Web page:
Protect Your Family from Lead Poisoning

Lead Poisoning
Posted at 8:45 AM, Oct 21, 2014
and last updated 2016-07-04 12:06:15-04

TALLAHASSEE, Fla. (WTXL) -- It's National Lead Poisoning Prevention Week, so this Angie’s List report is all about keeping your family

Lead paint lurks in forty percent of the nation’s homes – about 36 million homes across the U.S. -- and any amount can impact a child.

Kids under the age of six are especially vulnerable, which can severely affect physical and mental development.

Most kids are poisoned when they breathe in or swallow lead dust.

“Especially if you live in a home that’s built before 1978 you probably have older windows so every time you open those windows and close them, you might not see it, but it’s happening inside those little crevices of the window, said environmental health risk expert Dollis Wright.

Dangerous amounts of lead dust can also be created when lead-based paint is disturbed during renovation, repair or painting jobs.

 That’s why federal law requires any contractor who disturbs lead paint to be EPA certified and follow strict work practices to prevent contamination.

For example they should be using HEPA filters. They should be using plastic sheeting to completely seal off the area. They should also wear protective foot covers, protective clothing. If you see any signs that make you uncomfortable, you should stop the work immediately," said Angie Hicks of Angie's List.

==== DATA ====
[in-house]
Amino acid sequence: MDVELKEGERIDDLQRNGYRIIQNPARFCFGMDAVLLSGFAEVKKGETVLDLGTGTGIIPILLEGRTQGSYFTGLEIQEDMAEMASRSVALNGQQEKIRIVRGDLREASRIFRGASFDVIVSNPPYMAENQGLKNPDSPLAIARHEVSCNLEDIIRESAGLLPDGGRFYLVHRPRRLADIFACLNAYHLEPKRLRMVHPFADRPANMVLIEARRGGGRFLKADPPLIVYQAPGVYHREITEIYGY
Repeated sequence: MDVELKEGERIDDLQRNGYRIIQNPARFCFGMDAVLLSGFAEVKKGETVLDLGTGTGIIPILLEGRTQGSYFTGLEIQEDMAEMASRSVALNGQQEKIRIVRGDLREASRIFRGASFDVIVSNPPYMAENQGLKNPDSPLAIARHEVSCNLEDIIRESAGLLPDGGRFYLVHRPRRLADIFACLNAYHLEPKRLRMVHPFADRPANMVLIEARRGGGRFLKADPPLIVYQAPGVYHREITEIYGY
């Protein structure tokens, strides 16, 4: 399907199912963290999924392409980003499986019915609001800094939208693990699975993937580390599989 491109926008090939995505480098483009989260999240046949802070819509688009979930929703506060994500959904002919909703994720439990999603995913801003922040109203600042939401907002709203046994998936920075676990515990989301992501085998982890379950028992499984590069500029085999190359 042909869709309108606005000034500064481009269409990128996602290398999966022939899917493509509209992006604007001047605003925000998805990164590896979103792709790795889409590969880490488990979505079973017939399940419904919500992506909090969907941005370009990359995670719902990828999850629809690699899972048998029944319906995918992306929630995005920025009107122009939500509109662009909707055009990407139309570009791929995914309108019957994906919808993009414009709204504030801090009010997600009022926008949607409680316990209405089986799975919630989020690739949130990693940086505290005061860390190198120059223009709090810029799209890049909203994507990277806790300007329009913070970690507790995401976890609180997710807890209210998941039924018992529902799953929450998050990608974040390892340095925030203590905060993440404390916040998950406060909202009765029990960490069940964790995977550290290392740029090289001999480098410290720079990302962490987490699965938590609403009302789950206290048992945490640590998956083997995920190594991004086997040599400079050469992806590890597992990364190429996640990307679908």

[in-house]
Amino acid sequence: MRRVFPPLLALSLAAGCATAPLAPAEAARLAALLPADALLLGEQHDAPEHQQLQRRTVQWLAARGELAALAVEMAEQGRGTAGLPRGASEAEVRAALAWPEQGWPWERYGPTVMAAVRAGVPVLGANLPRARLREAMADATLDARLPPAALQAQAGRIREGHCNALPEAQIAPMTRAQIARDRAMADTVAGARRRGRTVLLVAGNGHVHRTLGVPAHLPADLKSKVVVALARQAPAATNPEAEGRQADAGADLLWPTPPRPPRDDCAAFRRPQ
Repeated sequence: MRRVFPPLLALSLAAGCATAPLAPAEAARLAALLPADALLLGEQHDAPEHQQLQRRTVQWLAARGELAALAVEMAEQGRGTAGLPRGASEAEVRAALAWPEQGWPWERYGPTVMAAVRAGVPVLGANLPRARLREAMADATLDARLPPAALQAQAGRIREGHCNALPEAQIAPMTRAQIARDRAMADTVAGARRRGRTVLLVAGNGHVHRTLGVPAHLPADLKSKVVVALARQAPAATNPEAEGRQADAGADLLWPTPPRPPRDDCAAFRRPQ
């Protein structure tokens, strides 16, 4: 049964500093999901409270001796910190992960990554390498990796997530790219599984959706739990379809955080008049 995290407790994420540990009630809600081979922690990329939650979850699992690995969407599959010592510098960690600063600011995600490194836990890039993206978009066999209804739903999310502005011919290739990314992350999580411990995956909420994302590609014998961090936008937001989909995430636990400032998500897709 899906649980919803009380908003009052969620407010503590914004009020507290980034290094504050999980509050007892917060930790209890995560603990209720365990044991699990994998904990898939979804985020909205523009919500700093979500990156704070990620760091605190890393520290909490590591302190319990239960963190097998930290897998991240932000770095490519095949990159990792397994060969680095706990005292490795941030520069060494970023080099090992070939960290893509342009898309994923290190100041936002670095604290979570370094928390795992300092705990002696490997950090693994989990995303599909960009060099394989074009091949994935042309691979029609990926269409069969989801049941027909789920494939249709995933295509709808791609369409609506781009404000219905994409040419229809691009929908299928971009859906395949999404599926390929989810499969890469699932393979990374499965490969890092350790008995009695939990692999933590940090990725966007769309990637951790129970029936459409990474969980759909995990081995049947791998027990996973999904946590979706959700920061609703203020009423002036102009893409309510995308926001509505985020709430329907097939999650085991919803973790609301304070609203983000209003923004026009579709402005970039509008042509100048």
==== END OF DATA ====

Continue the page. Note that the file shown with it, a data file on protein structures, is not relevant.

If you’re planning a remodeling project, Angie’s List says arm yourself with information and verify your contractor has the proper training. 

“Even if you live in a newer house, you should always be concerned about where your children visit. Is Grandma’s house built before 1978? Other family members, even a day care, because in those scenarios, you want to be sure that those places are safe as well," said Hicks.

Wright adds: “There’s no cure for it and so, once you’re poisoned it’s for life."

Only a blood test can confirm lead poisoning. If you have concerns about lead exposure, push your child’s doctor to do an evaluation.

Experts say if your house was built before 1978, assume the paint has lead in it unless tests show otherwise.